Like me, there are few left there such as Ahsan Ahmed Ashq, Nausahd Noori, Ataur Rahman Jamil, Ahmed Ilias, Seen Meem Sajid, Ayub Jauhar, M Naeem, Kalim Ahmed, Ghulam Muhammad, Hafiz Dehlvi, Akhtar Analvi, Ahmad Sadi, Dr Kalim Sahsarami, Dr Nuruddin, Professor Shams Shaidayi, Shameem Zamanvi, Sham Barikpuri, Professor Yusuf Hassan, Shoeb Azim and others.
Works in Urdu keep being published there. But people publish them dishing out their own money. They include Intekhab, Qalmkar, Inqishaf and Al-Akhbar. Literary and cultural pieces are published in them. Even then, the standard of printing and binding there is not as high as it is in Pakistan. A major reason for this is that writers and people involved in the publishing industry have come to Pakistan. But the quality of printing in Bangla is high. Text can be composed in Bangla but in the case of Urdu, it needs to be handwritten. Regular Urdu periodicals are also absent. Digests are hard to come by.
As for Urdu in Bangladesh, Zainl Abedul said that it was not easy to publish Urdu books and periodicals there. I have written a story based on the time of the fourth century but could not have it published in the form of a book as the quality of publishing is not that good. But I continued writing. I and some others like me have made writing our destiny. I bring people’s problems to the readers. This is why I keep writing even when the situation is not in my favour.
Why did you not come to Pakistan as your companions did? You did not get married and you had no family to look after? Zainul Abedin heaved a long sigh and said: My father left his native land after the emergence of Pakistan. I could not muster up the courage to do that for a second time. Besides, I could not view this as leaving home.
As for short stories being written in both Bangladesh and Pakistan, Zainul Abedin said: We are people of a small area and our writings are more or less similar. There have, however, been changes in the way and style we write. But in writing stories, I believe, writers of both the places seem to be searching for something, which will make us look big. This is good that we are searching for something. Basically, we are faced with similar problems, which are manifest in our writing.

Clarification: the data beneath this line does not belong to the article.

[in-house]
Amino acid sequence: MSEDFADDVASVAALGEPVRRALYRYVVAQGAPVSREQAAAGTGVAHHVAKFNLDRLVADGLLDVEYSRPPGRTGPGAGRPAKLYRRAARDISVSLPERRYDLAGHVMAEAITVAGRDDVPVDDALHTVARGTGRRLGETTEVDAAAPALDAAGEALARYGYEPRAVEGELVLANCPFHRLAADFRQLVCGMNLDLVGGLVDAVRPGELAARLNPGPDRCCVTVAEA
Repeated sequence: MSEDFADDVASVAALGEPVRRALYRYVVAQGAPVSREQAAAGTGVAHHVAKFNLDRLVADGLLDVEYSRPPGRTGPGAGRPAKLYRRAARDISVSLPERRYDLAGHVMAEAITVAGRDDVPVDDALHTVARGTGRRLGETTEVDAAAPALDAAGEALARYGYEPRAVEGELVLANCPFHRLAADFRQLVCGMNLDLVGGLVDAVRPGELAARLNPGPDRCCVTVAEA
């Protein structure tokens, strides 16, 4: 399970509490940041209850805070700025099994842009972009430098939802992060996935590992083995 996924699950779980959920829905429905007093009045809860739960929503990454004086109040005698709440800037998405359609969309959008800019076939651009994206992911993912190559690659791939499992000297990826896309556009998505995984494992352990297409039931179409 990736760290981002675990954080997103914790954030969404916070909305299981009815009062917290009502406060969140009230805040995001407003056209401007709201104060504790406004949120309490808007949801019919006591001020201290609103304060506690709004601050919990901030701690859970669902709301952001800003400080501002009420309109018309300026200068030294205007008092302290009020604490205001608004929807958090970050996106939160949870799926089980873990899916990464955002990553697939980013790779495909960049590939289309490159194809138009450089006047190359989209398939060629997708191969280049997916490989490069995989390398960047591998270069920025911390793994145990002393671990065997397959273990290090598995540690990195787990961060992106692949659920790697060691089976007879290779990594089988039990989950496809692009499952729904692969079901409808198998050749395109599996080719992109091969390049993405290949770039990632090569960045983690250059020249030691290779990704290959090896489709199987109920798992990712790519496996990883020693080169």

As for Urdu, there has been a big change there. New generation people are learning Bangla. As is the case with India, there are many Urdu-speaking people there but their children do not know Urdu. Ahmed Ilias is a noted poet of Urdu but his daughters write poems in Bangla. The daughter of poet Naushad Noori always scores the highest marks in Bangla. Thinking Bengali writers and poets still advise us to do something for the development of our language. But we were afraid and the fears are still there. But it was not to happen. The obstacle that we had went away. But I cannot tell you why Urdu writers and poets do not attend to this issue.
Mushaira, or sessions of reading of poems, is very limited there. Fifty to a hundred people attend such a session.
In narrating how he became a writer, Zainul Abedin said: My uncle Muhammad Wazir Khan used to write. He even acted in plays. Plays were staged in our house. My father also had a cultural bent. This is why I inherited the bent too. I came to be involved in the Progressive Writers’ Movement when I tried not to get into writing after I had read Munshi Premchand. As I grew more inclined, Adeeb Sohel and Arif Aman, who were then in Lahore, and Nawab Muhiuddin (who wrote for a digest called Farhad-e-Taimur) helped me a lot.